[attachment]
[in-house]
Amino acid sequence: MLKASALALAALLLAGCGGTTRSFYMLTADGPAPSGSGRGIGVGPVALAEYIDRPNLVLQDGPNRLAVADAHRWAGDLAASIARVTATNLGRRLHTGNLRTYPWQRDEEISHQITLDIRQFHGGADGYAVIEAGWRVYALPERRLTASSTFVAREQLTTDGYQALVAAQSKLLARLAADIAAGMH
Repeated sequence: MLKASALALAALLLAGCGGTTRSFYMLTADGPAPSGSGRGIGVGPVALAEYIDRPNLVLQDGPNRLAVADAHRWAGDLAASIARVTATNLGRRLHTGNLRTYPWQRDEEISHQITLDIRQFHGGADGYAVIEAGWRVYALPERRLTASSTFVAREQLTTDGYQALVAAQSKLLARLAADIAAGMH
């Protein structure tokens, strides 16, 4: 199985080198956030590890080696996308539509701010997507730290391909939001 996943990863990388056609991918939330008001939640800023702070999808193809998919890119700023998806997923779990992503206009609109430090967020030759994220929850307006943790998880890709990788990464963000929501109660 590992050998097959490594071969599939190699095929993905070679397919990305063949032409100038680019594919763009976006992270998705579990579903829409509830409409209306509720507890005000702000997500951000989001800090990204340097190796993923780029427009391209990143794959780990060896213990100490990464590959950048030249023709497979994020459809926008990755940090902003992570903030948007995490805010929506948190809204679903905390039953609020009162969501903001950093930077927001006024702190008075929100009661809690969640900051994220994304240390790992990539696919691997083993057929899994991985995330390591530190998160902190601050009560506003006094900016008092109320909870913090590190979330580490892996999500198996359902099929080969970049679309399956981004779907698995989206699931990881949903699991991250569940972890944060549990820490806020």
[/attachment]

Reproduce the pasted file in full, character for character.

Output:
[in-house]
Amino acid sequence: MLKASALALAALLLAGCGGTTRSFYMLTADGPAPSGSGRGIGVGPVALAEYIDRPNLVLQDGPNRLAVADAHRWAGDLAASIARVTATNLGRRLHTGNLRTYPWQRDEEISHQITLDIRQFHGGADGYAVIEAGWRVYALPERRLTASSTFVAREQLTTDGYQALVAAQSKLLARLAADIAAGMH
Repeated sequence: MLKASALALAALLLAGCGGTTRSFYMLTADGPAPSGSGRGIGVGPVALAEYIDRPNLVLQDGPNRLAVADAHRWAGDLAASIARVTATNLGRRLHTGNLRTYPWQRDEEISHQITLDIRQFHGGADGYAVIEAGWRVYALPERRLTASSTFVAREQLTTDGYQALVAAQSKLLARLAADIAAGMH
């Protein structure tokens, strides 16, 4: 199985080198956030590890080696996308539509701010997507730290391909939001 996943990863990388056609991918939330008001939640800023702070999808193809998919890119700023998806997923779990992503206009609109430090967020030759994220929850307006943790998880890709990788990464963000929501109660 590992050998097959490594071969599939190699095929993905070679397919990305063949032409100038680019594919763009976006992270998705579990579903829409509830409409209306509720507890005000702000997500951000989001800090990204340097190796993923780029427009391209990143794959780990060896213990100490990464590959950048030249023709497979994020459809926008990755940090902003992570903030948007995490805010929506948190809204679903905390039953609020009162969501903001950093930077927001006024702190008075929100009661809690969640900051994220994304240390790992990539696919691997083993057929899994991985995330390591530190998160902190601050009560506003006094900016008092109320909870913090590190979330580490892996999500198996359902099929080969970049679309399956981004779907698995989206699931990881949903699991991250569940972890944060549990820490806020």